At the College, these events provide us with an opportunity to examine our own racial climate and the responsibilities of expression. The Suzanne Venker case raised an issue of uncomfortable learning, but it’s unfair to turn student protests at Mizzou, Yale, etc. into an accusation against student activists at the College who sought not to silence Venker, but to confront her with the statistical flaws of her own theory. We should neither be conflating the issues of racial marginalization with the controversy over Suzanne Venker, nor should we be denying the existence of discrimination and racism on our own campus without careful self-examination.

Such examination is precisely what we need right now at the College. Without appropriating the struggles of student protestors at schools across the nation, we must use their example as an opportunity to examine anti-blackness and racial marginalization within our own communities. Furthermore, we are afforded an opportunity to examine the nuanced contours of intra-group solidarity, the often fraught alliances between people of color and the framing of the discussion of anti-blackness and racial marginalization in a way that does not conflate, compare or erase the unique struggles of each group.

This Sunday, the Minority Coalition is hosting a GenForum to provide a space for students to process the events and share their experiences and feelings from within their communities at the College. It will be a space for reflection, support, solidarity and healing. It is only the first step, but the beginning of what will hopefully be a sustained and fruitful discussion about the uncomfortable reality of race at the College.

Wendy Suiyi Tang ’19 is from San Francisco, Calif. She lives in Dennett.

Comments (10)

  1. “[S]tudents’ aim isn’t to suppress the free expression of their classmates, but to press the university that recruited them, and that they chose, to provide an academic environment where they’re afforded respect.”

    This sounds like trying to make a distinction which is irrelevant. No, the protesting students’ “aim” isn’t to suppress free expression. Their “aim” is to achieve a very noble and legitimate goal of having the university provide an environment where they’re afforded respect. The means by which they go about achieving that is by suppressing the free expression of other students and faculty. It’s inaccurate to conflate the problem one has with this means with problem one might have with their aims. For example, Obama has stated that he is sympathetic to the protesters’ goals and pains, while still denouncing their attempts at shutting down opposing opinions. “We’re fighting for a good cause!” is not a sensible response to “we think you’re fighting for a good cause and actually support your cause, but we have a problem with you hurting people and infringing their rights for that cause!”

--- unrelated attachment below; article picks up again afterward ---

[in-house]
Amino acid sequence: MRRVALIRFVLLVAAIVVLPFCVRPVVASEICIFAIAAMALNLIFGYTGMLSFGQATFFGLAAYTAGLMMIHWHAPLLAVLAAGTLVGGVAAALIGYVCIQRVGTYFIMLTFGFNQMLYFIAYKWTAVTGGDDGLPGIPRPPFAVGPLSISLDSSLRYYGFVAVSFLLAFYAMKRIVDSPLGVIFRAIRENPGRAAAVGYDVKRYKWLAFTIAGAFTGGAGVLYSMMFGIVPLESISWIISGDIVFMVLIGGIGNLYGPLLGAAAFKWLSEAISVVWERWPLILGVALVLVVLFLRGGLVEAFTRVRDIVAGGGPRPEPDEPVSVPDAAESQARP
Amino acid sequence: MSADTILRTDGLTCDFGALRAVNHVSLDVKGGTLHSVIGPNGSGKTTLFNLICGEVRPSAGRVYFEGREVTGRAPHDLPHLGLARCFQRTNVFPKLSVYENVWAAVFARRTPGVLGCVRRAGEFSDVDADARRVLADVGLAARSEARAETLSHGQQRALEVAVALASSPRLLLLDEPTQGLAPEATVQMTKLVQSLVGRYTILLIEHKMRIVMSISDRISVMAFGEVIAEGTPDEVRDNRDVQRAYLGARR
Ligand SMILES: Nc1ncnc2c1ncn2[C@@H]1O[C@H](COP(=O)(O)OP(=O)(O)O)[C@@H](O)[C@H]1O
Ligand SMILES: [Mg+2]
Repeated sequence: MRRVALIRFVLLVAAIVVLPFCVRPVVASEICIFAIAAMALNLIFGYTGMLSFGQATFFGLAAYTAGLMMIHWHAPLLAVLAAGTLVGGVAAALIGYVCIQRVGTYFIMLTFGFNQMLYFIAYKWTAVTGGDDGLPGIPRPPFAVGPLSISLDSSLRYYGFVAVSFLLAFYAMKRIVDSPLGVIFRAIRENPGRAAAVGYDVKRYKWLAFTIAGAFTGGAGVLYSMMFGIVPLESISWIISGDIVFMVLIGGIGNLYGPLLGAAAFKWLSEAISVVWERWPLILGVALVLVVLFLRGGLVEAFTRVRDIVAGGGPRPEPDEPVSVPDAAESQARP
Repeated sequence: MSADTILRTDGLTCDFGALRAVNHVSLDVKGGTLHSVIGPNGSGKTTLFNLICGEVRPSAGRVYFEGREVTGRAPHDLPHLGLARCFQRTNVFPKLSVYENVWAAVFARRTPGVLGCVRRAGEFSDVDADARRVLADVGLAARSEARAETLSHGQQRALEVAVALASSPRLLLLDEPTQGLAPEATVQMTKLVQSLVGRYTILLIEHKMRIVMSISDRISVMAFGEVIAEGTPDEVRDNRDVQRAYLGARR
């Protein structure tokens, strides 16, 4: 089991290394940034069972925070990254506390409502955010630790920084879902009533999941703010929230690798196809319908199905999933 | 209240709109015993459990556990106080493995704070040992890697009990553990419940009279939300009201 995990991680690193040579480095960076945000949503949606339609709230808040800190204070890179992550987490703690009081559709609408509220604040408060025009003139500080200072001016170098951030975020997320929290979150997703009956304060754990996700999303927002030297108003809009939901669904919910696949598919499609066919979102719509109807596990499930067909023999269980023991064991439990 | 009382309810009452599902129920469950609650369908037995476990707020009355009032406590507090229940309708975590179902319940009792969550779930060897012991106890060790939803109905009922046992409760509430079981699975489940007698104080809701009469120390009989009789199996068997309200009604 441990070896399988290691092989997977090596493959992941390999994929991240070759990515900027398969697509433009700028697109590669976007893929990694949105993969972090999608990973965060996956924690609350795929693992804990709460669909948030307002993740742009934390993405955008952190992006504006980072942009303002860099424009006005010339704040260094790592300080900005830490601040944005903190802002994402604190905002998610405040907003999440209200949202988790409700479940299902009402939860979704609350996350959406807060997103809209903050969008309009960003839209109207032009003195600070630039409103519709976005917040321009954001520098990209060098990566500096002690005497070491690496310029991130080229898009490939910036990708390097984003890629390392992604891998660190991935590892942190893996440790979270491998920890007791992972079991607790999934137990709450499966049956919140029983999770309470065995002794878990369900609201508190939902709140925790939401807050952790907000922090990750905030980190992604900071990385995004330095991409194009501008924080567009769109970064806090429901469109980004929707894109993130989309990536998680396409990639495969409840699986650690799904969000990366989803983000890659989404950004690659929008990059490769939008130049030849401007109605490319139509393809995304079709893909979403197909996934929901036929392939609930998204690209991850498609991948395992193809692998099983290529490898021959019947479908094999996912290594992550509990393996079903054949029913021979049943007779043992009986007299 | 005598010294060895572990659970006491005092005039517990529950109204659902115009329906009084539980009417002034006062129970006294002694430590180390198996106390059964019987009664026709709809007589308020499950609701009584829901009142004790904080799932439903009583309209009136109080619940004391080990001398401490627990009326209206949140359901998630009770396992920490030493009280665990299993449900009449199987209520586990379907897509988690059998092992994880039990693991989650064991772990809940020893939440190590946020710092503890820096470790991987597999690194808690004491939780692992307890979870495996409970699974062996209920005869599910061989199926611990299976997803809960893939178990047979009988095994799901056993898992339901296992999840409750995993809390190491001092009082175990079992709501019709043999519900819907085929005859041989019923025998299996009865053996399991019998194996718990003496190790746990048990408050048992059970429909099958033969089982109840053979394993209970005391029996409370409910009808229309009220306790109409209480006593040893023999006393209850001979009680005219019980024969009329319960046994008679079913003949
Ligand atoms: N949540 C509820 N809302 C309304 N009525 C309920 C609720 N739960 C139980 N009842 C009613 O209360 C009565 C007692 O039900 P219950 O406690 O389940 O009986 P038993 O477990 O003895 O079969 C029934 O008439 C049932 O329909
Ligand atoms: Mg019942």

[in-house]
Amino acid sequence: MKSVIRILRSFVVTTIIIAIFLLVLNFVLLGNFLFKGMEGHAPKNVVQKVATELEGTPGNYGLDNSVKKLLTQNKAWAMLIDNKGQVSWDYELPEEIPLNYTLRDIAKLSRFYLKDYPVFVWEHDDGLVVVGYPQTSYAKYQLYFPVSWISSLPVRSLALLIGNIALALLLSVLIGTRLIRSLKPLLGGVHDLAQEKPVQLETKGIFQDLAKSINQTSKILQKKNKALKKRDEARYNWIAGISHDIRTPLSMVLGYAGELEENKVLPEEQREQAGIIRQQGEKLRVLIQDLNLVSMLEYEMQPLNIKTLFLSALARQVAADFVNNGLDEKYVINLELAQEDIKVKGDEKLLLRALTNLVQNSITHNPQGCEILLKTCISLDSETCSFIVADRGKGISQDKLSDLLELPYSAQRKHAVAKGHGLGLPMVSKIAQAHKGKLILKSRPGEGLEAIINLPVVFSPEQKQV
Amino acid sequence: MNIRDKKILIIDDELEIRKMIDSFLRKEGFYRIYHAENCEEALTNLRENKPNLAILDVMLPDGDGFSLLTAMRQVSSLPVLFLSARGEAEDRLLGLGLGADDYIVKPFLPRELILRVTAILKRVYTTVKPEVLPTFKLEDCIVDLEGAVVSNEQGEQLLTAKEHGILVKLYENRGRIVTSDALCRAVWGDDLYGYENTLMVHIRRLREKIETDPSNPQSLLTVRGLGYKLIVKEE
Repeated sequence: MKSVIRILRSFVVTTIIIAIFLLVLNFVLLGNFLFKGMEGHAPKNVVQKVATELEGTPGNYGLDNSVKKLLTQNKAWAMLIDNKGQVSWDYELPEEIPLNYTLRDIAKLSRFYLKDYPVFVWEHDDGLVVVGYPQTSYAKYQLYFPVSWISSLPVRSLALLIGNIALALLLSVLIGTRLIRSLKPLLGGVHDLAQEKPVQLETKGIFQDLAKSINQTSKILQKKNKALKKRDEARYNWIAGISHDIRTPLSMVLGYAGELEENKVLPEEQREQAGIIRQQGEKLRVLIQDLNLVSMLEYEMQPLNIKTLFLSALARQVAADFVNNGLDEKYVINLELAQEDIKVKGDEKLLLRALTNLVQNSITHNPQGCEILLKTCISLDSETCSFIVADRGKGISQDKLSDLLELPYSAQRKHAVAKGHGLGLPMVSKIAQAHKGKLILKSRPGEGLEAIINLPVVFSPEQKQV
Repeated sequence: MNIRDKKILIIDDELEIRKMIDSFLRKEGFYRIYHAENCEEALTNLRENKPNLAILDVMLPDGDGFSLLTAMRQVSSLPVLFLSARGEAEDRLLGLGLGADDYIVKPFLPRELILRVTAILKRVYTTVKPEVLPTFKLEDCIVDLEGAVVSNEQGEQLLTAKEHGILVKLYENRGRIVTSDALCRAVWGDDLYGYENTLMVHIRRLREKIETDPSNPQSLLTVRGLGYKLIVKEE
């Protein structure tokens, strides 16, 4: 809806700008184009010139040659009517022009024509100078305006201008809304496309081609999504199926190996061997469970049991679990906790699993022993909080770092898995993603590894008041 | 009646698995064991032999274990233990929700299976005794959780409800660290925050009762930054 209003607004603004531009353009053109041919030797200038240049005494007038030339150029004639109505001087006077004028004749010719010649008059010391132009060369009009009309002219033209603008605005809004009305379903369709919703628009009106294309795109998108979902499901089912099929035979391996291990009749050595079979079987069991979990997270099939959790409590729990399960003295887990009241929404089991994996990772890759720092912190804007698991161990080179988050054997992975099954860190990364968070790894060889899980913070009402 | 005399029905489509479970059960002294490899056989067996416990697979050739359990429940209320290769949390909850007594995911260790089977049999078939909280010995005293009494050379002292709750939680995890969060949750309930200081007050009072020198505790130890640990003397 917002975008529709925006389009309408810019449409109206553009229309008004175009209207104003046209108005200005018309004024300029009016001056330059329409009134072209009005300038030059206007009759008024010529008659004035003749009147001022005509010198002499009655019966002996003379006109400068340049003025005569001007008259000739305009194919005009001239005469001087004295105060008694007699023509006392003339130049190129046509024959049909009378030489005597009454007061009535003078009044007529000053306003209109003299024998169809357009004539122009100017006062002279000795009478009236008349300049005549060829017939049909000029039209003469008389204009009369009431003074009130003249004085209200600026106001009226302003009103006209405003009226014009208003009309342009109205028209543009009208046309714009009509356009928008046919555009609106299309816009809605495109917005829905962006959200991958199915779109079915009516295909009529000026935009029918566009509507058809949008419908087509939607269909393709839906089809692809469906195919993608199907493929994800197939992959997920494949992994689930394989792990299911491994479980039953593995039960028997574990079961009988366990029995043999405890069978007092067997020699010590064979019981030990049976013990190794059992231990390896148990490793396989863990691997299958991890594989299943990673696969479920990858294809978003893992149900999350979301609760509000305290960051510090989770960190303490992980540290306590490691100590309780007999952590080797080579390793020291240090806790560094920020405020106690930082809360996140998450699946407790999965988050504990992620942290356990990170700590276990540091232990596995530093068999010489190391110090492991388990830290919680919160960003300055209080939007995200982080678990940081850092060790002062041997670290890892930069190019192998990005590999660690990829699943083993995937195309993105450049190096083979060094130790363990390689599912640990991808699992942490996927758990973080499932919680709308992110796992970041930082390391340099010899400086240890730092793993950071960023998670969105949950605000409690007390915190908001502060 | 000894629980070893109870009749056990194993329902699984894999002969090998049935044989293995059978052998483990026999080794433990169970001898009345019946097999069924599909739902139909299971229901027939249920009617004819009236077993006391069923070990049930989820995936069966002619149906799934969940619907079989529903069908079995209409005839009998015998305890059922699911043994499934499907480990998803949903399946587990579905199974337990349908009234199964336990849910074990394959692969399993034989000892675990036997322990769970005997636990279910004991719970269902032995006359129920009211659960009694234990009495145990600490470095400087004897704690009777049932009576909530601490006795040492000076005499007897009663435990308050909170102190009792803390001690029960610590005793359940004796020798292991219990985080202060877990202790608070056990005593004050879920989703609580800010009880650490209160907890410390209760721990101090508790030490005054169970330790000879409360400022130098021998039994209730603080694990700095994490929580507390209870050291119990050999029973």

“Free expression and anti-racism aren’t mutually exclusive.”

    This is absolutely true and the exact point of the critics of the protesters. It’s possible to fight against the entrenched systemic racism that pervades modern US/college culture without suppressing free expression of opposing ideas. The protesters who are being criticized do not seem to acknowledge this, and when called out on their suppression of free expression, tend to respond with the fact that they’re fighting racism, as if that excused or required the suppression of free expression. It doesn’t excuse it, nor does it require it.

    1. The claims about students suppressing freedom of expression as a means of furthering their agenda is simply untrue, at Yale and Mizzou, and beyond. Jelani Cobb (New Yorker) puts it well in his article, “Race and the Free Speech Diversion”: